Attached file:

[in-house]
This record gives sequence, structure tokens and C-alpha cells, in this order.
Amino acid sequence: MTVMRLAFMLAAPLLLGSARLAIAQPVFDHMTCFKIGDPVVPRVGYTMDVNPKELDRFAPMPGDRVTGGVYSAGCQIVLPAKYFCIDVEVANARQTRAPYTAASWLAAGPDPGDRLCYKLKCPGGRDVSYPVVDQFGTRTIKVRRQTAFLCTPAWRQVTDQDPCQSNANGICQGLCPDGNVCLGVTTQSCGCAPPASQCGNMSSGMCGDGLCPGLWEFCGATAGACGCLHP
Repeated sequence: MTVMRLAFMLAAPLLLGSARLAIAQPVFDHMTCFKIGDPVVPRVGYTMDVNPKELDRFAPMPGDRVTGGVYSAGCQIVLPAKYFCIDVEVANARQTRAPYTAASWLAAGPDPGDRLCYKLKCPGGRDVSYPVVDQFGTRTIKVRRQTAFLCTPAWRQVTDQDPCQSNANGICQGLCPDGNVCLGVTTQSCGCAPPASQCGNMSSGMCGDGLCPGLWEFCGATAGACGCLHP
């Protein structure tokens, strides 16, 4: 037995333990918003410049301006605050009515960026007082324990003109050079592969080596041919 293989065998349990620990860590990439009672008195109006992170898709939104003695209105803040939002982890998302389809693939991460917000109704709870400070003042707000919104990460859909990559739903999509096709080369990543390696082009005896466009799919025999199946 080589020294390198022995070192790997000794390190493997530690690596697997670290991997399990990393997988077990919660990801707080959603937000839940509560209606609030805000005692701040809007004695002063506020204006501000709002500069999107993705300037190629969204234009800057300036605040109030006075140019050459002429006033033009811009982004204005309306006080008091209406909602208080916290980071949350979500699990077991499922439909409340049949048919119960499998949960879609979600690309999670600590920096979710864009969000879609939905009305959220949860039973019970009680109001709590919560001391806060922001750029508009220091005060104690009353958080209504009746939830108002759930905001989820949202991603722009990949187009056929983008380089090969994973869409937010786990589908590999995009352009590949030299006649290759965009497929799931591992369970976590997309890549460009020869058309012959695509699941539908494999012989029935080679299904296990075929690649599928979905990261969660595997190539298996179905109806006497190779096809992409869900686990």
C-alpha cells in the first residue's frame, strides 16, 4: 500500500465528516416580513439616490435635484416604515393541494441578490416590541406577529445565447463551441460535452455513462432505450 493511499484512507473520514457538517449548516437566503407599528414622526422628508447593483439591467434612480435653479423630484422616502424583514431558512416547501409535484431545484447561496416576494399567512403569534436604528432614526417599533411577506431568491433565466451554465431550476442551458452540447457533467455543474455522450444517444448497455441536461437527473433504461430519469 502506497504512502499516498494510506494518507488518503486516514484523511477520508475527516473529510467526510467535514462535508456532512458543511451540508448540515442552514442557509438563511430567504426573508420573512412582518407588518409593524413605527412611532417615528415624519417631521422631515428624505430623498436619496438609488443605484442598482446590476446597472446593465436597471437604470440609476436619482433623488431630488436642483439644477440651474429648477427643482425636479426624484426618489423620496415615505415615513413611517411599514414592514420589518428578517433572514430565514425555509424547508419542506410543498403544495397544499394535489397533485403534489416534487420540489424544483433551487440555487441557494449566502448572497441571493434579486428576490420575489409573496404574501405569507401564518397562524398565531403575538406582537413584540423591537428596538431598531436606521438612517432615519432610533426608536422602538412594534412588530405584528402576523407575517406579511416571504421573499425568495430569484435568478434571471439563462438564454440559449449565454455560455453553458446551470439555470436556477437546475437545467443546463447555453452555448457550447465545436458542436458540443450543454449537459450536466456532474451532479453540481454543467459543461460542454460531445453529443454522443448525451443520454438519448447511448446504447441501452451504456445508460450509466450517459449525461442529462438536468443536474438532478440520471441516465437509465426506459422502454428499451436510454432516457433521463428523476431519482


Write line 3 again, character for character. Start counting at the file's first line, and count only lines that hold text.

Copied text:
Amino acid sequence: MTVMRLAFMLAAPLLLGSARLAIAQPVFDHMTCFKIGDPVVPRVGYTMDVNPKELDRFAPMPGDRVTGGVYSAGCQIVLPAKYFCIDVEVANARQTRAPYTAASWLAAGPDPGDRLCYKLKCPGGRDVSYPVVDQFGTRTIKVRRQTAFLCTPAWRQVTDQDPCQSNANGICQGLCPDGNVCLGVTTQSCGCAPPASQCGNMSSGMCGDGLCPGLWEFCGATAGACGCLHP